Koestler then looks at the evolution of the human brain first drawing references to other species. Looking at invertebrates he interestingly points out a theorised ‘flaw’ in their design. Invertebrates have their ganglia (brain) underneath their digestive track rather than above as vertebrates do. He theorises this stumped the growth of the ganglia as too large it would press against the oesophagus and force the invertebrate to choose a bigger brain over the ability to eat. The spider, the smartest of invertebrates sacrificed the ability to eat solid foods (as it now simply ‘sucks’ juices from its prey) for a bigger ganglia.
Looking at humans Koestler describes the human brain seeing explosive evolutionary growth over a short period of the last 500,000 years and interestingly points out where as with other evolutionary changes in species in which newly acquired changes are used the human brain has grown to such a large size so quickly yet we as human are still learning how to use it. He draws reference to an amazing computer being very much under used and slowly the user starts to appreciate its full potential. It raises questions as to why the brain grew so quickly if it has never been fully used.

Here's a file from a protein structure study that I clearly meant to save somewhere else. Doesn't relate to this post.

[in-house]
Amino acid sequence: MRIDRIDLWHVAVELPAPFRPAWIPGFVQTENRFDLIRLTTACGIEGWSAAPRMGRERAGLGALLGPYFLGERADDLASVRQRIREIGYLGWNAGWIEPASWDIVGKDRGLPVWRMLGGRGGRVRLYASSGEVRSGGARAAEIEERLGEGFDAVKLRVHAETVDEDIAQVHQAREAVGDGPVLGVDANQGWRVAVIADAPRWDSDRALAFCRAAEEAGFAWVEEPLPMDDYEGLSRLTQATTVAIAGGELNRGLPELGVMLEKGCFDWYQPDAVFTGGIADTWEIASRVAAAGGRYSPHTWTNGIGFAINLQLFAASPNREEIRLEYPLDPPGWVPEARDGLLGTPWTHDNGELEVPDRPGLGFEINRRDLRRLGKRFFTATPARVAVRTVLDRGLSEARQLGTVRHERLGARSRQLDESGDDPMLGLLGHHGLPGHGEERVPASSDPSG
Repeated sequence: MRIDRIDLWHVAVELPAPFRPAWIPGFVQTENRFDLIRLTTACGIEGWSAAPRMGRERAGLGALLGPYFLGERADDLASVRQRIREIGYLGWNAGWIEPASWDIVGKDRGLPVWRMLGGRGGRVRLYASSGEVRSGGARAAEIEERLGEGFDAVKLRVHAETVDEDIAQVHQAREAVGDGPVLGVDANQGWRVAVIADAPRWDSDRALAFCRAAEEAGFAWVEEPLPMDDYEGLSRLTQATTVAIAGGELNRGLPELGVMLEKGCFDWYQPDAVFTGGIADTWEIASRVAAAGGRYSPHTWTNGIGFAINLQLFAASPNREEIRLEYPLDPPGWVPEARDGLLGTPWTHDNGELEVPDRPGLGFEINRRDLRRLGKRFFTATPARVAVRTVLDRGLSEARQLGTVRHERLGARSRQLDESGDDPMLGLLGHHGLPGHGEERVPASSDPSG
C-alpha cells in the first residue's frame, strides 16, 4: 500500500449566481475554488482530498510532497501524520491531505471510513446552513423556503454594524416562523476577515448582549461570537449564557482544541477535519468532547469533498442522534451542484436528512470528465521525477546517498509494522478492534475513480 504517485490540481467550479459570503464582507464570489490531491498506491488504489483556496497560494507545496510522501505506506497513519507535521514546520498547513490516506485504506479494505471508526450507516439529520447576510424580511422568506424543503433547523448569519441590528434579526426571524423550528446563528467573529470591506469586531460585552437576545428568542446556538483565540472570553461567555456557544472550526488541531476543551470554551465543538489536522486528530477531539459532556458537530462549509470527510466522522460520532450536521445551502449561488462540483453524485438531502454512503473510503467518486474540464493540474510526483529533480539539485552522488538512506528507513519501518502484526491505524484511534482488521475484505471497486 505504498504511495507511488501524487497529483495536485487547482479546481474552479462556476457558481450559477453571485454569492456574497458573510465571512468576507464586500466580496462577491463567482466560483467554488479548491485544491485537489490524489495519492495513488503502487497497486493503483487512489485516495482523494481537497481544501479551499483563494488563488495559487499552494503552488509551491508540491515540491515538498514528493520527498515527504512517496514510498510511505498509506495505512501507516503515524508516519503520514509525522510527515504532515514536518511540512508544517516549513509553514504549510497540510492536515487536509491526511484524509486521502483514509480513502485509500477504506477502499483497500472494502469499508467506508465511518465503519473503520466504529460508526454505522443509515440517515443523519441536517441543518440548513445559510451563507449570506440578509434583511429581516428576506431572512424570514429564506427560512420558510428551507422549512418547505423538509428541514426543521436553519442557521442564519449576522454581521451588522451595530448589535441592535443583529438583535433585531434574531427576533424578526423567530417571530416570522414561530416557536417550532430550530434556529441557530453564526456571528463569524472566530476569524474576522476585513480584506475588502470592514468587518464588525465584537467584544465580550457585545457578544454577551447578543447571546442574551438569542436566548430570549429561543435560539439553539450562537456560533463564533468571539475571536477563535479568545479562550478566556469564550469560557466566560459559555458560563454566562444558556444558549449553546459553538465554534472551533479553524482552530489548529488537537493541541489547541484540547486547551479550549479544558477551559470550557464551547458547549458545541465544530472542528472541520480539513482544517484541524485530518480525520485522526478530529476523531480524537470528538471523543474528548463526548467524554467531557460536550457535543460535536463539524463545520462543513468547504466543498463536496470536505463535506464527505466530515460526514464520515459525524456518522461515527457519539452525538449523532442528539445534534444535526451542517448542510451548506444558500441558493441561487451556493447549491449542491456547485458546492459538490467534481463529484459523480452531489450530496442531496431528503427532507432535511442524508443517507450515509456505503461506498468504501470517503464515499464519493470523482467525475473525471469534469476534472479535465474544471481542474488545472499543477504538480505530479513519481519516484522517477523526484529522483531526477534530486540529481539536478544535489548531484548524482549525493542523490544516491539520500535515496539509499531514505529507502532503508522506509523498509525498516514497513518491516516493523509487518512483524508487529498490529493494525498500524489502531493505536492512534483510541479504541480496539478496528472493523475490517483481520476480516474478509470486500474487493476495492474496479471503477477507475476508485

Koestler describes the brain in three sections: Oldest is reptilian - Archicortex. Homeostasis Then lower mammal - Mesocortex - can be related to the id. Feeling. Finally late mammalian - Neocortex - creates awareness. Thinking.
Koestler highlights that the explosive growth and poor linking of the Neocortex with older parts of the brain is the root cause of many mental illnesses and disorders. He also suggests more mundane mental states such as anxiety, depression, conflicting emotions and logical thought are all due to poor communication and harmonisation between these ‘three brains’.